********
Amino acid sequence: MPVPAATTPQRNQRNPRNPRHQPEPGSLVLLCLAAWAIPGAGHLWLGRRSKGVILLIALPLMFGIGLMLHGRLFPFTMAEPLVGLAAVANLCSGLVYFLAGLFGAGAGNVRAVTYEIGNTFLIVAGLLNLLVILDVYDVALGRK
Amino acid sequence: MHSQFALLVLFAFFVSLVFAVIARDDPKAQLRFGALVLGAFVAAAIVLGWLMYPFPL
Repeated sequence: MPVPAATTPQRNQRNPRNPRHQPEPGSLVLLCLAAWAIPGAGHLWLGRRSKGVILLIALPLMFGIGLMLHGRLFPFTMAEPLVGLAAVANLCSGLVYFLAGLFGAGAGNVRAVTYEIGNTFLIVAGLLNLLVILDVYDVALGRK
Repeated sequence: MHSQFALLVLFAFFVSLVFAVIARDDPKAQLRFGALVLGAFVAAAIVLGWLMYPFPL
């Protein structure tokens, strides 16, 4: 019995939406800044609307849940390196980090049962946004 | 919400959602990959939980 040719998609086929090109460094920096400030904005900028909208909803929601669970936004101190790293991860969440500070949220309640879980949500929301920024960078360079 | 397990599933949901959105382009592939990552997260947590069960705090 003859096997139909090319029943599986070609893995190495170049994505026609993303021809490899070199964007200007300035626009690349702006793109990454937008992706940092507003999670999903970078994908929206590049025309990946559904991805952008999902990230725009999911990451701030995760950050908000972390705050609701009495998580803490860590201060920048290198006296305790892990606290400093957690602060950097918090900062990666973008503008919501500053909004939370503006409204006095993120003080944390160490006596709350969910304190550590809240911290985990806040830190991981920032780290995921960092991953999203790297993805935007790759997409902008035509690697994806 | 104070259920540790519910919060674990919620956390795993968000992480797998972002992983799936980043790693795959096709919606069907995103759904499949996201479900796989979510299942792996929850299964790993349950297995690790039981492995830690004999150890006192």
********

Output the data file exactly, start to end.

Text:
Amino acid sequence: MPVPAATTPQRNQRNPRNPRHQPEPGSLVLLCLAAWAIPGAGHLWLGRRSKGVILLIALPLMFGIGLMLHGRLFPFTMAEPLVGLAAVANLCSGLVYFLAGLFGAGAGNVRAVTYEIGNTFLIVAGLLNLLVILDVYDVALGRK
Amino acid sequence: MHSQFALLVLFAFFVSLVFAVIARDDPKAQLRFGALVLGAFVAAAIVLGWLMYPFPL
Repeated sequence: MPVPAATTPQRNQRNPRNPRHQPEPGSLVLLCLAAWAIPGAGHLWLGRRSKGVILLIALPLMFGIGLMLHGRLFPFTMAEPLVGLAAVANLCSGLVYFLAGLFGAGAGNVRAVTYEIGNTFLIVAGLLNLLVILDVYDVALGRK
Repeated sequence: MHSQFALLVLFAFFVSLVFAVIARDDPKAQLRFGALVLGAFVAAAIVLGWLMYPFPL
């Protein structure tokens, strides 16, 4: 019995939406800044609307849940390196980090049962946004 | 919400959602990959939980 040719998609086929090109460094920096400030904005900028909208909803929601669970936004101190790293991860969440500070949220309640879980949500929301920024960078360079 | 397990599933949901959105382009592939990552997260947590069960705090 003859096997139909090319029943599986070609893995190495170049994505026609993303021809490899070199964007200007300035626009690349702006793109990454937008992706940092507003999670999903970078994908929206590049025309990946559904991805952008999902990230725009999911990451701030995760950050908000972390705050609701009495998580803490860590201060920048290198006296305790892990606290400093957690602060950097918090900062990666973008503008919501500053909004939370503006409204006095993120003080944390160490006596709350969910304190550590809240911290985990806040830190991981920032780290995921960092991953999203790297993805935007790759997409902008035509690697994806 | 104070259920540790519910919060674990919620956390795993968000992480797998972002992983799936980043790693795959096709919606069907995103759904499949996201479900796989979510299942792996929850299964790993349950297995690790039981492995830690004999150890006192």